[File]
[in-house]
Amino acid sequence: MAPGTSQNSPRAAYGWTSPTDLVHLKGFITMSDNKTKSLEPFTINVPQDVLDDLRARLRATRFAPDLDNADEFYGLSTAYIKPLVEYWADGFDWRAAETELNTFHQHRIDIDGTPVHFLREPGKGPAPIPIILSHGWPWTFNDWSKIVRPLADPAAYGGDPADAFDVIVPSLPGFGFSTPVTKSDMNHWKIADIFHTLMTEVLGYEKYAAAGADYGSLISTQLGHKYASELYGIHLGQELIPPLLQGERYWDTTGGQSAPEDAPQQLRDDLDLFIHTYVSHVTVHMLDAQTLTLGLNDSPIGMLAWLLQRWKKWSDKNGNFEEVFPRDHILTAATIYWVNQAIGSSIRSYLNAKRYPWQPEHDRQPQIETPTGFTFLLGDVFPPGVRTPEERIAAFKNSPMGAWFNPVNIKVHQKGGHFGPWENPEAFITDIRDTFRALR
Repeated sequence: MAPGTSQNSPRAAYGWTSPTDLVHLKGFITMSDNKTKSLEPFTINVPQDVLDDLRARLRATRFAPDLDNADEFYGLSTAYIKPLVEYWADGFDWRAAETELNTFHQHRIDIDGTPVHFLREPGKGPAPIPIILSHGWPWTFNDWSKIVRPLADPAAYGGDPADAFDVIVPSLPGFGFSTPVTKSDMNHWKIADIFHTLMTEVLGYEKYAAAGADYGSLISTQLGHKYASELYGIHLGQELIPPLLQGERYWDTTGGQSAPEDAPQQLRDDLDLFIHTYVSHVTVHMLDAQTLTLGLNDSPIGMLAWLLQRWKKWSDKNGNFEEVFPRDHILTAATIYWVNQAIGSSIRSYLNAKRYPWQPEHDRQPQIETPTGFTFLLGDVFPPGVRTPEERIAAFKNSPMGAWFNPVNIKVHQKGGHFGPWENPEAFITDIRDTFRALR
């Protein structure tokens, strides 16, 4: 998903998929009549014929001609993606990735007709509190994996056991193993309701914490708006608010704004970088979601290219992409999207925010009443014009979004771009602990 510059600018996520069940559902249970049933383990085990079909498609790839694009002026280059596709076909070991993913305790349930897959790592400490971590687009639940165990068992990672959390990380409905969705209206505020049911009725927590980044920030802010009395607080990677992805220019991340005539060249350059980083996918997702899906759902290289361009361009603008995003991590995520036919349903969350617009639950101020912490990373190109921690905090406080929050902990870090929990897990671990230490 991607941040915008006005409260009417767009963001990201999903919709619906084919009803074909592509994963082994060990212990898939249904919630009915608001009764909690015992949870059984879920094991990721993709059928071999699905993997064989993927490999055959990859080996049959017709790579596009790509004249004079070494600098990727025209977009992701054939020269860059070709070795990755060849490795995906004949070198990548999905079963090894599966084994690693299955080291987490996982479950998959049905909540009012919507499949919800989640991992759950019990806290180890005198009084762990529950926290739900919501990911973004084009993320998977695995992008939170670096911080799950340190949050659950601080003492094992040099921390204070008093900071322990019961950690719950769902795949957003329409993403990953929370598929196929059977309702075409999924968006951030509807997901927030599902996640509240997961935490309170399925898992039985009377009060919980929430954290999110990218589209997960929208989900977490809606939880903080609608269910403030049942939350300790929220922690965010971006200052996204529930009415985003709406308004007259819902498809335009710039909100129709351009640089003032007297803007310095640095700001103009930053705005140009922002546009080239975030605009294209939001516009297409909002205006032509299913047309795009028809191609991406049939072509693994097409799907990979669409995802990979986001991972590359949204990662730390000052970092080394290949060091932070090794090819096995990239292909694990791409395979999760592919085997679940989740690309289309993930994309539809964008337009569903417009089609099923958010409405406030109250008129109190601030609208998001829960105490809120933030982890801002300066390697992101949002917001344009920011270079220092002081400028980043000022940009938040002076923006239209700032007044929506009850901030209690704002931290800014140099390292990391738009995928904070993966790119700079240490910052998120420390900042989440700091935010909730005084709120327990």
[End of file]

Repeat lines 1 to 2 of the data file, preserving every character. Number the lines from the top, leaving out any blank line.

[in-house]
Amino acid sequence: MAPGTSQNSPRAAYGWTSPTDLVHLKGFITMSDNKTKSLEPFTINVPQDVLDDLRARLRATRFAPDLDNADEFYGLSTAYIKPLVEYWADGFDWRAAETELNTFHQHRIDIDGTPVHFLREPGKGPAPIPIILSHGWPWTFNDWSKIVRPLADPAAYGGDPADAFDVIVPSLPGFGFSTPVTKSDMNHWKIADIFHTLMTEVLGYEKYAAAGADYGSLISTQLGHKYASELYGIHLGQELIPPLLQGERYWDTTGGQSAPEDAPQQLRDDLDLFIHTYVSHVTVHMLDAQTLTLGLNDSPIGMLAWLLQRWKKWSDKNGNFEEVFPRDHILTAATIYWVNQAIGSSIRSYLNAKRYPWQPEHDRQPQIETPTGFTFLLGDVFPPGVRTPEERIAAFKNSPMGAWFNPVNIKVHQKGGHFGPWENPEAFITDIRDTFRALR